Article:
Remittances and International Aid

Posted by Sandy Warren on Sep 10, 2018
 
Remittances Constitute a Significant Part
of National Economy for Many Countries
 
Dr. Sabith Khan, Assistant Professor in the School of Business at California Lutheran University, spoke to members and guests of Ventura Rotary South on Monday, September 10. His topic, "Remittances and International Aid," highlighted the significant amount of money that flows between nations of the world through remittances, which are generally defined as regular payments sent by migrant people in one nation to family members or friends in their country of origin. Such payments include money for consumables, health care, education, home building and other basic needs.
 
"Remittances are a lifeline for many people," said Sabith. "They play an important role in the development of families, communities, and even countries." He noted that, of the 232 million international migrants, approximately 180 million regularly send money to people their homelands, and those payments average roughly $200 per month. In 2013, international migrants sent $413 billion to families and friends, an amount three times greater than the total of global foreign aid that year.
 
Sabith explained there are numerous benefits to remittances. Among the examples he cited were the reduced school dropout rate in El Salvador and a decrease in Nepal's poverty rate from 42% to 31% from 1995 to 2005. He noted that India ranks first in remittances, receiving $72 billion in 2014, an amount larger than its information technology product exports. India is followed by China, the Philippines, Mexico and France.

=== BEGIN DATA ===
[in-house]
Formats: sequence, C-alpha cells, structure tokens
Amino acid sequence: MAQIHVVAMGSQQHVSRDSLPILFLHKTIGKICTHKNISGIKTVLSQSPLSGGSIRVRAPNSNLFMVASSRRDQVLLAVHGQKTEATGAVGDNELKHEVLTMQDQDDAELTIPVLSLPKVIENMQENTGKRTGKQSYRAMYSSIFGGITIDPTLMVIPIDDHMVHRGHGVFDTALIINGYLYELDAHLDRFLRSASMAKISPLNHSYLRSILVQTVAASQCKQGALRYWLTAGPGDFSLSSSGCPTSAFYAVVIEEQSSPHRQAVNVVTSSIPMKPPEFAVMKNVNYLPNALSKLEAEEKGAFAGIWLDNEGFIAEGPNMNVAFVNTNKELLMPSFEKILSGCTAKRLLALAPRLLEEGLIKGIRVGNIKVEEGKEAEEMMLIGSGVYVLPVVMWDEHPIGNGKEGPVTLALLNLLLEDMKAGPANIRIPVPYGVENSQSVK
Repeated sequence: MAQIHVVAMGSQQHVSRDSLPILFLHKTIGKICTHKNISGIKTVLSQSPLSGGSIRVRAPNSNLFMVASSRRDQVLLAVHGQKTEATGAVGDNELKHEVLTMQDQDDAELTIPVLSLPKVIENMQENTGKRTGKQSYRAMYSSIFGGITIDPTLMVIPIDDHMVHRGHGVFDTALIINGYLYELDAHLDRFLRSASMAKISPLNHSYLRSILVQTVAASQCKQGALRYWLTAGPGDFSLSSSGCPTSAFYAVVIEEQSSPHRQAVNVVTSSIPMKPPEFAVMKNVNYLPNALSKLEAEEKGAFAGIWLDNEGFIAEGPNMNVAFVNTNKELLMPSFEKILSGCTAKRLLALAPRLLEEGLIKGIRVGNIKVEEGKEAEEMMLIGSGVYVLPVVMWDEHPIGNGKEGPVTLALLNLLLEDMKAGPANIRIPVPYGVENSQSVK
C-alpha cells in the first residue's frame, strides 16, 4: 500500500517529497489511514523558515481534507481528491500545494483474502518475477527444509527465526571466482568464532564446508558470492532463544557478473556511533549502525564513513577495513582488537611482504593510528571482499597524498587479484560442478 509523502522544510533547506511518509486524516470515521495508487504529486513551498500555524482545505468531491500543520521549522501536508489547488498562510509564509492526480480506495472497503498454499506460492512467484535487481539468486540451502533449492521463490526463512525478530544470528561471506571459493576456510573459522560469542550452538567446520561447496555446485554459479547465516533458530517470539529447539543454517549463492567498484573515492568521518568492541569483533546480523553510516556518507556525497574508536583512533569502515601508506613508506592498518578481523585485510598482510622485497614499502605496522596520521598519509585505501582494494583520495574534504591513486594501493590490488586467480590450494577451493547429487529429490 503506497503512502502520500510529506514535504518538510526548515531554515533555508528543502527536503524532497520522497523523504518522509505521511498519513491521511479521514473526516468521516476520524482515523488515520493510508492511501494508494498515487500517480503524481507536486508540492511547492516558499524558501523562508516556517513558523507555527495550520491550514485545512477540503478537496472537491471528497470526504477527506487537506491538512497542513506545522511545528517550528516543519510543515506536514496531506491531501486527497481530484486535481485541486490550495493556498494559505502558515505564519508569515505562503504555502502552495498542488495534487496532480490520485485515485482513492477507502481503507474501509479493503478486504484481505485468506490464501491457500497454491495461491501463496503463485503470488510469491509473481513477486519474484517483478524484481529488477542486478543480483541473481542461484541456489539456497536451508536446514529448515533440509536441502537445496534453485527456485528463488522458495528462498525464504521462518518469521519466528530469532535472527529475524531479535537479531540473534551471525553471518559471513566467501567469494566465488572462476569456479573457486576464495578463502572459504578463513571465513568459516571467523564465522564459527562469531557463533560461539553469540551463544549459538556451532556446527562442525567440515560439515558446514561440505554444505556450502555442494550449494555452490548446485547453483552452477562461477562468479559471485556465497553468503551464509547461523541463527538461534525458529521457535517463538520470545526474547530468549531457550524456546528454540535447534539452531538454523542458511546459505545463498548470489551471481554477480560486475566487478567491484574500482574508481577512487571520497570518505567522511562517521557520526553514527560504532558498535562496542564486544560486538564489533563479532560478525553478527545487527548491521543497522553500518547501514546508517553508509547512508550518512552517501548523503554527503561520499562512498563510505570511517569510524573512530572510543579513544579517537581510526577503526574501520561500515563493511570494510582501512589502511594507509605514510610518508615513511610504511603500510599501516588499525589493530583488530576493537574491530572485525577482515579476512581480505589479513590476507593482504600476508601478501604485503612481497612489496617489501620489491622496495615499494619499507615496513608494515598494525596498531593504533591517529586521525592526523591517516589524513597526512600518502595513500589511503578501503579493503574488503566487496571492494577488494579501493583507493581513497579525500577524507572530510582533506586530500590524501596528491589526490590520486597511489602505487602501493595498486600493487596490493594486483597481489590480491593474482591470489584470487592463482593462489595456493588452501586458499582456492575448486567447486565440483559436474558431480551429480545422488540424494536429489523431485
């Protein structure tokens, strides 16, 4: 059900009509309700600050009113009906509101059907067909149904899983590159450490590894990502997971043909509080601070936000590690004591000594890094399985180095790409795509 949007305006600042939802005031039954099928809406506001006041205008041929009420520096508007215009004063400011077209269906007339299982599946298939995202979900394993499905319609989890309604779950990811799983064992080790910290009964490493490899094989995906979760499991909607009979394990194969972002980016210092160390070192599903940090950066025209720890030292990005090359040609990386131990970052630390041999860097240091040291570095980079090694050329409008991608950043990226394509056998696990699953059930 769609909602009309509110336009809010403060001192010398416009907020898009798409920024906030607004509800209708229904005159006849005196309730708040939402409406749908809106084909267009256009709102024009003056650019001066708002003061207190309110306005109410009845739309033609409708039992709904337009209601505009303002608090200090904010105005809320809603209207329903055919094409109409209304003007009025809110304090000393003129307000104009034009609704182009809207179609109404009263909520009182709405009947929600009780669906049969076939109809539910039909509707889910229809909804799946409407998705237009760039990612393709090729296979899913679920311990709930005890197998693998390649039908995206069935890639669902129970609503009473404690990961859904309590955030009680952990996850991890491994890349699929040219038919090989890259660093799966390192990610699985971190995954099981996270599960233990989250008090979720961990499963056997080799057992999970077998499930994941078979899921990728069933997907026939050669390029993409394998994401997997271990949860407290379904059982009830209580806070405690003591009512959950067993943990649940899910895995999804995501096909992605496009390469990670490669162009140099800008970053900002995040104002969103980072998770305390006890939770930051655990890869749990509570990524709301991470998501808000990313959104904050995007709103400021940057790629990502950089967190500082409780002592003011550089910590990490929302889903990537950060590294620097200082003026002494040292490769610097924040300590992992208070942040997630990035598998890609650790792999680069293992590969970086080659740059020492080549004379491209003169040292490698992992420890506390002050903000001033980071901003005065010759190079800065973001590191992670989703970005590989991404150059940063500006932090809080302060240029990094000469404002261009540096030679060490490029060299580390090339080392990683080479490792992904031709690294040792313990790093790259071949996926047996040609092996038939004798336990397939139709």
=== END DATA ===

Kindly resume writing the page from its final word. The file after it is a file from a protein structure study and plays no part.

Sabith also noted that there are barriers to remittances, including the fact that sending money internationally can be costly, from an average of 8% to most nations up to a staggering 90 percent when money is sent to countries in crisis, such as Venezuela. There are also government sanctions and restrictions to deal with, as well as the threat of money laundering in some areas of the world. In spite of that, remittances continue to be a beneficial and growing contributor to the global economy.